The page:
Someone’s pushed your buttons, and you’re now red-faced, on the verge of tears or blowing your top.
It seems unhelpful, even provocative when you’re told: “Steady on, you’re going to pop an artery”.
But there’s some truth to it.
According to a new global review of stroke survivors, one in 11 survivors of stroke “experienced a period of anger or upset in the one hour leading up to it”.
Given that one in eight strokes is fatal within 30 days after the event, the incidence of emotional stress could be higher.
The study also found that one in 20 patients had engaged in heavy physical exertion.
The authors emphasise “that a brief episode of heavy physical exertion is different to getting regular physical activity, which reduces the long-term risk of stroke”.
Many stroke studies have focused on medium to long-term risks, such as hypertension, obesity or smoking.
The new study investigated acute risks “that may act as triggers”.
The research analysed patterns in patients who suffered ischemic stroke – the most common type of stroke, which occurs when a blood clot blocks or narrows an artery leading to the brain.
They also investigated intracerebral haemorrhage, which is less common and involves bleeding within the brain tissue itself.
Professor Andrew Smyth, Professor of Clinical Epidemiology at NUI Galway and co-author of the study, said in a university release: “Our research found that anger or emotional upset was linked to an approximately 30 per cent increase in risk of stroke during one hour after an episode.”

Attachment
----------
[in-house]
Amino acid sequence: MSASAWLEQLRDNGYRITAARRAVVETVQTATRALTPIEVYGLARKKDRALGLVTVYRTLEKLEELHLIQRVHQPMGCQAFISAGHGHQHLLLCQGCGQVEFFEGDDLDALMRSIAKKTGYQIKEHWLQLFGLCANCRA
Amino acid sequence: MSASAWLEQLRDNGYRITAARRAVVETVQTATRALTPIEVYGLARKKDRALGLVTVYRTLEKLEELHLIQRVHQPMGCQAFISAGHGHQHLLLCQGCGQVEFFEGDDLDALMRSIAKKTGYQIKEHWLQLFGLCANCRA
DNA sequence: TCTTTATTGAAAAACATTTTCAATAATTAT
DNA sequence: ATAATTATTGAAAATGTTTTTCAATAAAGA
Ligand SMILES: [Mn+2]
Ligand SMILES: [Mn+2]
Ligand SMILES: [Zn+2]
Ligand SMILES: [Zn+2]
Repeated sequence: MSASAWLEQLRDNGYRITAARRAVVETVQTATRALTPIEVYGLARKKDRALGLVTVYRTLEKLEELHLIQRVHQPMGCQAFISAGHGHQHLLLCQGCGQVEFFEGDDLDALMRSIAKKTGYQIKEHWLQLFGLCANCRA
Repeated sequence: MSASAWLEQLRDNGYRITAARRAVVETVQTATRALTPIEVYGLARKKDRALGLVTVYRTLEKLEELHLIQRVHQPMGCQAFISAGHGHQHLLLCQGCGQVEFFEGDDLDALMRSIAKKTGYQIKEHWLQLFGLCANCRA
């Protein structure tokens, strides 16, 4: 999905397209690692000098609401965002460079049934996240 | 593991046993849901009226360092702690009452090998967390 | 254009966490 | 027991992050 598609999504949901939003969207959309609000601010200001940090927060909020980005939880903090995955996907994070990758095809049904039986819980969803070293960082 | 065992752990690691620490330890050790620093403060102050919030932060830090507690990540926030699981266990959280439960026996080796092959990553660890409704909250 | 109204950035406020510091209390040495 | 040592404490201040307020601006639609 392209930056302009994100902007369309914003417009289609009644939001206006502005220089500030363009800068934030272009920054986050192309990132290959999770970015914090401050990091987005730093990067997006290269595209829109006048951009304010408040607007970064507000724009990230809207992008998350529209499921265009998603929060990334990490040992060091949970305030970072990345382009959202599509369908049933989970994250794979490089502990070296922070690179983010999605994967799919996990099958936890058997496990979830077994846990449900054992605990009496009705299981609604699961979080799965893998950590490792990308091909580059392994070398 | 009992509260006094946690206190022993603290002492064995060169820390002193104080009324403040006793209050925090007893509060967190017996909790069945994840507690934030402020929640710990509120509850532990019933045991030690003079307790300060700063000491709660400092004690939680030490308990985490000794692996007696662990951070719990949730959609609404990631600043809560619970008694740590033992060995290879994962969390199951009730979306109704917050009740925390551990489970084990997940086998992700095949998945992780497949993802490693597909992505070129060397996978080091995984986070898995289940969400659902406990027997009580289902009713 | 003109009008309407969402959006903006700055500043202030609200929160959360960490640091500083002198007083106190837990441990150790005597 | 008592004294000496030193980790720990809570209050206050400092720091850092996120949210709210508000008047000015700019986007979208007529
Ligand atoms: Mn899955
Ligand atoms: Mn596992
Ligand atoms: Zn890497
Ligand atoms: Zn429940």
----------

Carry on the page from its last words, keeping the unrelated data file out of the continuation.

He said there was a greater increase if the patient did not have a history of depression.
“The odds were also greater for those with a lower level of education,” Professor Smyth said.
Bigger risk for women
The researchers found that heavy physical exertion was linked to an about 60 per cent increase in risk of intracerebral haemorrhage.
He said there was a greater increase for women and less risk for those with a normal BMI.
“The study also concluded that there was no increase with exposure to both triggers of anger and heavy physical exertion,” he said.
The research was part of the global INTERSTROKE study – the largest research project of its kind, which analysed 13,462 cases of acute stroke, involving patients with a range of ethnic backgrounds in 32 countries, including Australia.
According to the Stroke Foundation, an estimated 27,428 Australians experienced stroke for the first time in their lives in 2020, and there were an estimated 445,087 survivors of stroke living in the community.